Google docs generating hundreds of history entries
I'll start by saying I love the new history feature, however I noticed today that when looking at my browsing yesterday that docs.google.com generated 992 entires, in contrast, the second was google.co.uk with 130, then youtube.com with 51. I'm assuming it's because of the never save functionality of docs, so it's refreshing in the background alot.
Here is a screenshot!
I'll add that this isn't killing the feature for me or anything, just something I noticed that the dev team might want to address.
My comment just because I can't tell from the screenshot what your Google Docs addresses are.
I think it's like here in forum.
If I visit & scroll all around here, the history filled with name I don't think I ever visit
Only after I re-study the address that I know it's in fact correct.
I kind of like that.
It's mean I can "predict" a page actually do something just from looking in History.
This also happens with Google Translator, I like it because it has helped me once, I get back in a specific place of a sentence ... And it really happens with Google Docs.
It's mean Chromium default actually do all of that logging.
Vivaldi New History Page practically only manipulate what data collected & show them more eye catching.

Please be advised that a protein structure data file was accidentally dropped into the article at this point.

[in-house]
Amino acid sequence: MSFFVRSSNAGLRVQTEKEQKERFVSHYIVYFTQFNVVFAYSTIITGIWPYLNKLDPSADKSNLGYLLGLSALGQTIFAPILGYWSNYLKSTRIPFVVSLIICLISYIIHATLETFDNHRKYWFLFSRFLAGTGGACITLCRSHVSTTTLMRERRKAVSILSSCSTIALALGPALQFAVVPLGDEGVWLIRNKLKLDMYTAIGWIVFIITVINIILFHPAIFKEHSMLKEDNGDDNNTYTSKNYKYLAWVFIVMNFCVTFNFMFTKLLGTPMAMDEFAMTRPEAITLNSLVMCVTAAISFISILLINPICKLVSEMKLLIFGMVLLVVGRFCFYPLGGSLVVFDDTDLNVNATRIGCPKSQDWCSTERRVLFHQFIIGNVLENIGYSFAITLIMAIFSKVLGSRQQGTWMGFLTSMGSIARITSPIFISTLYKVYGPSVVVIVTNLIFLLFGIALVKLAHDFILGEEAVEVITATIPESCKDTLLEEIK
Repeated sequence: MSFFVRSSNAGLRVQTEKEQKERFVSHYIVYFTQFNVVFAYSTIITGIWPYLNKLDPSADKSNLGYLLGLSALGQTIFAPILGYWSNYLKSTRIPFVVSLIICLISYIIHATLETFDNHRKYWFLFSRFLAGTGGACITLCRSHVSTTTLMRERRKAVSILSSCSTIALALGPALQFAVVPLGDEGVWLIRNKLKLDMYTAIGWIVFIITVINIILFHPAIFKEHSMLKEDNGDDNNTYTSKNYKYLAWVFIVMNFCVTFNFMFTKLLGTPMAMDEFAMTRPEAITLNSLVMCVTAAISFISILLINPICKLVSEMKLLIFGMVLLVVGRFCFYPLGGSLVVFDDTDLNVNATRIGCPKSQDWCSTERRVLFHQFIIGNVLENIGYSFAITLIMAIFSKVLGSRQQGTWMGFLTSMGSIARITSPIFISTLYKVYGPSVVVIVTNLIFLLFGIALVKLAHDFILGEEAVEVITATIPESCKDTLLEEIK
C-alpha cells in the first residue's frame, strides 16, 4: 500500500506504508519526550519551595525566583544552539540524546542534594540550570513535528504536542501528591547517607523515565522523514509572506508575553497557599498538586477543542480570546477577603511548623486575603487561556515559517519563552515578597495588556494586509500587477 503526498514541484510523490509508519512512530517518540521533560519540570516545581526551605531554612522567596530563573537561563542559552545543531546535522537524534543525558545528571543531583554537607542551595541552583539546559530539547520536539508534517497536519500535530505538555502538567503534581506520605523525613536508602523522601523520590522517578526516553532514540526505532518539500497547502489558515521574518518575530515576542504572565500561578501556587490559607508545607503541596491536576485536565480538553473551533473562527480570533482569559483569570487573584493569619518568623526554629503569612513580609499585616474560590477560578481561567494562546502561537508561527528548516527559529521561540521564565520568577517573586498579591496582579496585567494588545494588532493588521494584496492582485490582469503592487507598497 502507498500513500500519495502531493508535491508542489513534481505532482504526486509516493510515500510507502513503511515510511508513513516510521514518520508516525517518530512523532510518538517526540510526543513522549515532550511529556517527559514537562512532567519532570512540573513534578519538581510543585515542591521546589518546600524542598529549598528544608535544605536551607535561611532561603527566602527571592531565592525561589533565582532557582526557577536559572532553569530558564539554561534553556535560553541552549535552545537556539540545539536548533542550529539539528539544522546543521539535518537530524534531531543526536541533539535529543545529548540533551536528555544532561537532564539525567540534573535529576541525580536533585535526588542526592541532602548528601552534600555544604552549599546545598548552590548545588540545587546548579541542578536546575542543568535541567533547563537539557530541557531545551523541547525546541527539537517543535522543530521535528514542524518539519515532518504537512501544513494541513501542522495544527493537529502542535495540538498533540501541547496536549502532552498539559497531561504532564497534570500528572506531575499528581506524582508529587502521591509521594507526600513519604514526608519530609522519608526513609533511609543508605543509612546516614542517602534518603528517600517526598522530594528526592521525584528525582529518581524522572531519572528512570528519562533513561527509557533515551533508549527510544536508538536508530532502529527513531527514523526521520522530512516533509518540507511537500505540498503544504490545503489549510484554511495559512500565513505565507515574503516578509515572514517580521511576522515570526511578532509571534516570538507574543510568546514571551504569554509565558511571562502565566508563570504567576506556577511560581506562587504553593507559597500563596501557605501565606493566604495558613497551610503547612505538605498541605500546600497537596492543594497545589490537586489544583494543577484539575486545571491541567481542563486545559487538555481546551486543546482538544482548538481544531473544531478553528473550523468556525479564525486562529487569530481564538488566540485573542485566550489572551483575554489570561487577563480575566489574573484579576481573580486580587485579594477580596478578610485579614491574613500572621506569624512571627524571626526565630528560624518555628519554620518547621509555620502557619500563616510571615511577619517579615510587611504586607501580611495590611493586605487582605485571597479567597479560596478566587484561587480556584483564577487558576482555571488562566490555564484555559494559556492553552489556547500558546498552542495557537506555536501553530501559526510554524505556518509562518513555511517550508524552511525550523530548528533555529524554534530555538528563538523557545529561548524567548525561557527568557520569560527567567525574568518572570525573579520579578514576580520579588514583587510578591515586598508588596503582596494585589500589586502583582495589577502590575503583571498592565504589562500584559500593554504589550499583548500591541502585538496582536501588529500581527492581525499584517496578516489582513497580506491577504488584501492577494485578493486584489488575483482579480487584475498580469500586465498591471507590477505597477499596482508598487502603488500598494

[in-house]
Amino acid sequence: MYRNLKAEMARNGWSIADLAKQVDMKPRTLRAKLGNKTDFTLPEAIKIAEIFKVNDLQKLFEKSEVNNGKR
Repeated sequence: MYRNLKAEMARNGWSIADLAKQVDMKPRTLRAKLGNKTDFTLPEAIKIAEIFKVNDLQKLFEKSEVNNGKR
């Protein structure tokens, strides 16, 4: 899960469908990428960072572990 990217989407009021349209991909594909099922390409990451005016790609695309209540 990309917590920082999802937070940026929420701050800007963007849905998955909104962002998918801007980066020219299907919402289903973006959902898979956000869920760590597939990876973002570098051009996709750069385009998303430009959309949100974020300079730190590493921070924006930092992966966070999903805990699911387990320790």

All of that fit with the blog
For your eyes only
Vivaldi Technologies doesn’t collect your history data. All of this information is strictly private and local to your computer. What you get to see is the kind of data that could be tracked by third parties. Instead of trying to monetize it, we are giving you this data – for your eyes only. With the ability to analyze this information, you can decide if you want to adjust your online behavior or remove certain items from the list.
If Chromium/Chrome original History Page also did show it all this time, I fail to notice it.
The History stores every request which is done by browser.
Actually, every history pushState() / replaceState() event causes the browser to save the URL in history, regardless of whether that URL was actually visited by the user or even if it's an invalid URL or it's pointing to a non-existent location.
In short words, those events are used to manipulate the URL of the page without reloading it. It's quite commonly used on many websites nowadays...